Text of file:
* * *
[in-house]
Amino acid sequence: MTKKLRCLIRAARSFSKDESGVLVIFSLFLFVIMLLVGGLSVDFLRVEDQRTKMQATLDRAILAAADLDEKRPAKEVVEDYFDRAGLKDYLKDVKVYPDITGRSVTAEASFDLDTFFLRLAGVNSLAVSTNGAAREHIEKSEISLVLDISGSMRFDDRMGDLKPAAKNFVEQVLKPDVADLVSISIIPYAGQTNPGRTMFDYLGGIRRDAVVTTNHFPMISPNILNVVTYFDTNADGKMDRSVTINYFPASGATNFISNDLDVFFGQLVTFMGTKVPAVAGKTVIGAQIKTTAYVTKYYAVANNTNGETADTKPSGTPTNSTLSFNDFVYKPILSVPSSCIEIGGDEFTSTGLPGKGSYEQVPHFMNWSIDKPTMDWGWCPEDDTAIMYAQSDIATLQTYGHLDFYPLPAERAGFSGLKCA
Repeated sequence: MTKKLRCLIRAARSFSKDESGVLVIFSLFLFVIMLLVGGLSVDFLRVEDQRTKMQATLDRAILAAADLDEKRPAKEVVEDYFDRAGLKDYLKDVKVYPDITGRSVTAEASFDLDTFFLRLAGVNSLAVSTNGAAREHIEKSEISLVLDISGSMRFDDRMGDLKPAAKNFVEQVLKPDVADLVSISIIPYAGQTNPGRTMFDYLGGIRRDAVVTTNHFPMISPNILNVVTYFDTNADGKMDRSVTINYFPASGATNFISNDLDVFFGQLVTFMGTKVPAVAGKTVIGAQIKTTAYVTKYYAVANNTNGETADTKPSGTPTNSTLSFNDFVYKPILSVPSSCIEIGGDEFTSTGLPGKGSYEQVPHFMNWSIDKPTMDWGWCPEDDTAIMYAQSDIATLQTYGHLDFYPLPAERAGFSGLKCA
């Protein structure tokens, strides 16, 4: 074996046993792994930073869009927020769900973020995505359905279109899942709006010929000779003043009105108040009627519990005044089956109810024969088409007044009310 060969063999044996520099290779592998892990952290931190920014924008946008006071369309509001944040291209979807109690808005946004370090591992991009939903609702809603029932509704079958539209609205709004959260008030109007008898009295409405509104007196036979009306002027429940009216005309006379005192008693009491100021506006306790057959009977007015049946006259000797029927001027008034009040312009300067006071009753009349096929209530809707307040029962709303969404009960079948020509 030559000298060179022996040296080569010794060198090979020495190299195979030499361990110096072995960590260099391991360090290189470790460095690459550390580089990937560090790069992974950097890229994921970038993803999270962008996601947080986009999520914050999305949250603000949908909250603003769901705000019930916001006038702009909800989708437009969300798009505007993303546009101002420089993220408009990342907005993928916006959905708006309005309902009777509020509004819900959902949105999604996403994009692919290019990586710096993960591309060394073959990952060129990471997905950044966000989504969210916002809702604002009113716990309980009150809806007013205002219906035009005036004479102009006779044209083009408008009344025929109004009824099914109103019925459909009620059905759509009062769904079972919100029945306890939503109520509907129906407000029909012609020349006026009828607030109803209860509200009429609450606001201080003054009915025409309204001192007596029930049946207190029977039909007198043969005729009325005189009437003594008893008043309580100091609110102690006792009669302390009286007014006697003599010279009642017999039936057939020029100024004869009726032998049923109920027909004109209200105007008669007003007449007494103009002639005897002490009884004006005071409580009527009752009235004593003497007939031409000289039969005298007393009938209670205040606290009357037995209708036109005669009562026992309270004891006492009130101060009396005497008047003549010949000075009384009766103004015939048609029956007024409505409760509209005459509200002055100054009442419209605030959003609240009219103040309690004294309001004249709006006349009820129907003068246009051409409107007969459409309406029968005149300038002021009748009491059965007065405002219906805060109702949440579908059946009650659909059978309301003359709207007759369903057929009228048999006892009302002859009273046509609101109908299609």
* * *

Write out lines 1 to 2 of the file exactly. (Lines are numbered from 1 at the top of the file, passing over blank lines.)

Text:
[in-house]
Amino acid sequence: MTKKLRCLIRAARSFSKDESGVLVIFSLFLFVIMLLVGGLSVDFLRVEDQRTKMQATLDRAILAAADLDEKRPAKEVVEDYFDRAGLKDYLKDVKVYPDITGRSVTAEASFDLDTFFLRLAGVNSLAVSTNGAAREHIEKSEISLVLDISGSMRFDDRMGDLKPAAKNFVEQVLKPDVADLVSISIIPYAGQTNPGRTMFDYLGGIRRDAVVTTNHFPMISPNILNVVTYFDTNADGKMDRSVTINYFPASGATNFISNDLDVFFGQLVTFMGTKVPAVAGKTVIGAQIKTTAYVTKYYAVANNTNGETADTKPSGTPTNSTLSFNDFVYKPILSVPSSCIEIGGDEFTSTGLPGKGSYEQVPHFMNWSIDKPTMDWGWCPEDDTAIMYAQSDIATLQTYGHLDFYPLPAERAGFSGLKCA